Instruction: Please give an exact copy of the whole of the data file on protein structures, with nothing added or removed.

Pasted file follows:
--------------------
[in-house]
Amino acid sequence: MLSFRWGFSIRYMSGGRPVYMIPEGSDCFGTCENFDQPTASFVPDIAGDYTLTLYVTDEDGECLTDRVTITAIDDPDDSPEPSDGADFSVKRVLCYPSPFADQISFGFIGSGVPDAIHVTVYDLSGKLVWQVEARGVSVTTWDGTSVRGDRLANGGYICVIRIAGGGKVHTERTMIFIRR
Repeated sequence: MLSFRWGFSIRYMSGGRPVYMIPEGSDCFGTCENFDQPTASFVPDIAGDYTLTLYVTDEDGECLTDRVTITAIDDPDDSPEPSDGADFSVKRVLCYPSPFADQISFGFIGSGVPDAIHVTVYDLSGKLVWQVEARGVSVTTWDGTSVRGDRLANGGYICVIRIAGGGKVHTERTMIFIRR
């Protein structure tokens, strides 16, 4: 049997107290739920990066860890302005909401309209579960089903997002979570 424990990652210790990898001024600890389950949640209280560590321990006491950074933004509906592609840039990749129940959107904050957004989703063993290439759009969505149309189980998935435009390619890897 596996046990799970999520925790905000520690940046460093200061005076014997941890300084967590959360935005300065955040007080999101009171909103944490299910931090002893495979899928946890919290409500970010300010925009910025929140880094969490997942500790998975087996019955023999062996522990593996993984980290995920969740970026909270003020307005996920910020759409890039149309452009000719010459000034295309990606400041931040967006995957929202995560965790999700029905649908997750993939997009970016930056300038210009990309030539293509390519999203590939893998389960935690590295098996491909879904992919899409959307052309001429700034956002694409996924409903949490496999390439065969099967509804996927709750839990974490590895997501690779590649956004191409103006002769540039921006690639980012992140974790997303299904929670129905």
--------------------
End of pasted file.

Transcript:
[in-house]
Amino acid sequence: MLSFRWGFSIRYMSGGRPVYMIPEGSDCFGTCENFDQPTASFVPDIAGDYTLTLYVTDEDGECLTDRVTITAIDDPDDSPEPSDGADFSVKRVLCYPSPFADQISFGFIGSGVPDAIHVTVYDLSGKLVWQVEARGVSVTTWDGTSVRGDRLANGGYICVIRIAGGGKVHTERTMIFIRR
Repeated sequence: MLSFRWGFSIRYMSGGRPVYMIPEGSDCFGTCENFDQPTASFVPDIAGDYTLTLYVTDEDGECLTDRVTITAIDDPDDSPEPSDGADFSVKRVLCYPSPFADQISFGFIGSGVPDAIHVTVYDLSGKLVWQVEARGVSVTTWDGTSVRGDRLANGGYICVIRIAGGGKVHTERTMIFIRR
């Protein structure tokens, strides 16, 4: 049997107290739920990066860890302005909401309209579960089903997002979570 424990990652210790990898001024600890389950949640209280560590321990006491950074933004509906592609840039990749129940959107904050957004989703063993290439759009969505149309189980998935435009390619890897 596996046990799970999520925790905000520690940046460093200061005076014997941890300084967590959360935005300065955040007080999101009171909103944490299910931090002893495979899928946890919290409500970010300010925009910025929140880094969490997942500790998975087996019955023999062996522990593996993984980290995920969740970026909270003020307005996920910020759409890039149309452009000719010459000034295309990606400041931040967006995957929202995560965790999700029905649908997750993939997009970016930056300038210009990309030539293509390519999203590939893998389960935690590295098996491909879904992919899409959307052309001429700034956002694409996924409903949490496999390439065969099967509804996927709750839990974490590895997501690779590649956004191409103006002769540039921006690639980012992140974790997303299904929670129905």